We discussed in previous posts what retailers are doing to direct online browsers to physical store locations, from displaying in-store inventory online to offering in-store pickup and training employees to work in an new Omnichannel organization. But what should brands do when consumers are in the store? The graph above – from L2’s Intelligence Report: Omnichannel Retail – shows consumers overwhelmingly prefer to interact with their own device in the store than speak with a sales associate. They prefer to navigate to an item, check item availability, get product information, look up price, and even check out an pay on their phone. Their second choice for all in-store shopping steps is an unmanaged device such as a kiosk or digital display. Interacting with a sales associate was their least popular option.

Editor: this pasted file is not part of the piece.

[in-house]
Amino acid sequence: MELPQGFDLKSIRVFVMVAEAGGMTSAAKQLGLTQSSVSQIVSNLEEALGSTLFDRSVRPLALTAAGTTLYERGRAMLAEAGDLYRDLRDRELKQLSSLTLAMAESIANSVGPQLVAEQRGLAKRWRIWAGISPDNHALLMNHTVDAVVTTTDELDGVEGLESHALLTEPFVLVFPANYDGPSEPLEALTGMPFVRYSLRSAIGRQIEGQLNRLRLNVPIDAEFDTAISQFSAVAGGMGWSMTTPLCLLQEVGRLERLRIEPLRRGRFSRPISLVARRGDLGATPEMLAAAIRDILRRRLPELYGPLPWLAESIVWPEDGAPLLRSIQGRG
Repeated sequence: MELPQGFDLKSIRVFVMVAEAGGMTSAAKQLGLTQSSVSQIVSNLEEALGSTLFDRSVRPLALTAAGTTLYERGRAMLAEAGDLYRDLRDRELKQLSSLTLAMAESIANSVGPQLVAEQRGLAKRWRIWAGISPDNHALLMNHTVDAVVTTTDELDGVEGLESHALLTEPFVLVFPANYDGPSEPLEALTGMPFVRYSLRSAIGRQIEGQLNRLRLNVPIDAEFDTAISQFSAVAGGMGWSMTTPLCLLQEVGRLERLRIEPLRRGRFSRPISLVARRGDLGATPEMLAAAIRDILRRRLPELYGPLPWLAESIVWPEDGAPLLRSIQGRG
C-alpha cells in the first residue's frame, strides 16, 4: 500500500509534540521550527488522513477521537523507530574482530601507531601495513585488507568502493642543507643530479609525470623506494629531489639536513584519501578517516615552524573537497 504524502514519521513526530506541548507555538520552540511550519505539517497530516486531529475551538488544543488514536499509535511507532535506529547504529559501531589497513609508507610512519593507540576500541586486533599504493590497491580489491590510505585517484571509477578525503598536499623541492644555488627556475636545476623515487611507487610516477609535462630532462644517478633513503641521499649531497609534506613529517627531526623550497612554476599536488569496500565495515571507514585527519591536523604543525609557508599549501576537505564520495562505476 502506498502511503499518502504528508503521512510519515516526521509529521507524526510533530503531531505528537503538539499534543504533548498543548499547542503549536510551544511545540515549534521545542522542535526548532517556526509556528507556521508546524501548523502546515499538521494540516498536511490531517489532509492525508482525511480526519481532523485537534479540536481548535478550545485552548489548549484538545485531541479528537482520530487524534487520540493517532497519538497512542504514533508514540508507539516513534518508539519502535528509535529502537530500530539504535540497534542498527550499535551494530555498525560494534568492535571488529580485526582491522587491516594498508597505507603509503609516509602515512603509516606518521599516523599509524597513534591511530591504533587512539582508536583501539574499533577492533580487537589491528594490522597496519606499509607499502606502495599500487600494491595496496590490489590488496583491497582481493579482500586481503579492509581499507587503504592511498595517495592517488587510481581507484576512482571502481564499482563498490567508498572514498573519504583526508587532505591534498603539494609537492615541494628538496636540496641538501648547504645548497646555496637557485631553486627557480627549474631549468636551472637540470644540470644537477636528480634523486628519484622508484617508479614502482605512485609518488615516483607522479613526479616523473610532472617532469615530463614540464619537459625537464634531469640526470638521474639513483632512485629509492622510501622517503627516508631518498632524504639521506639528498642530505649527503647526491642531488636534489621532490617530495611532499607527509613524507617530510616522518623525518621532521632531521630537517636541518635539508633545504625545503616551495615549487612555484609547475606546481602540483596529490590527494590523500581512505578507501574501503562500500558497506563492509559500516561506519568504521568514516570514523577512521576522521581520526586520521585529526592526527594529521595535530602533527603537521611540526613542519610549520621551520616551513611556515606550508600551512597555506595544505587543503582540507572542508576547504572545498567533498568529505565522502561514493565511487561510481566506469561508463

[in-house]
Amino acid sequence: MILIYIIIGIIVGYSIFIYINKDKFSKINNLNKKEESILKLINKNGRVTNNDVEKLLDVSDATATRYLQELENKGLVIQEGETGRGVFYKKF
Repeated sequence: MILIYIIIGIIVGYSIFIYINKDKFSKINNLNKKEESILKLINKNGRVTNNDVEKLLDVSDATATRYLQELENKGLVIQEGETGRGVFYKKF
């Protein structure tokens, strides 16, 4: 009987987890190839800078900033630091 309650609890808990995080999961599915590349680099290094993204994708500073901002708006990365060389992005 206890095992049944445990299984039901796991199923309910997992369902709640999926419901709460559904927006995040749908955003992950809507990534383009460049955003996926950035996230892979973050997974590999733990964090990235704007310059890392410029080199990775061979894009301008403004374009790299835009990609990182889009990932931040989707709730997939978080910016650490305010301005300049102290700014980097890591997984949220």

A few brands have developed mobile apps that cater to consumers’ preference for mobile. The Target app allows consumers to select a location and make a shopping list. Once the consumers are at the store, the app helps them navigate their shopping list. And the Nordstrom Rack app enables users to scan in-store item and see if their size is available in another store.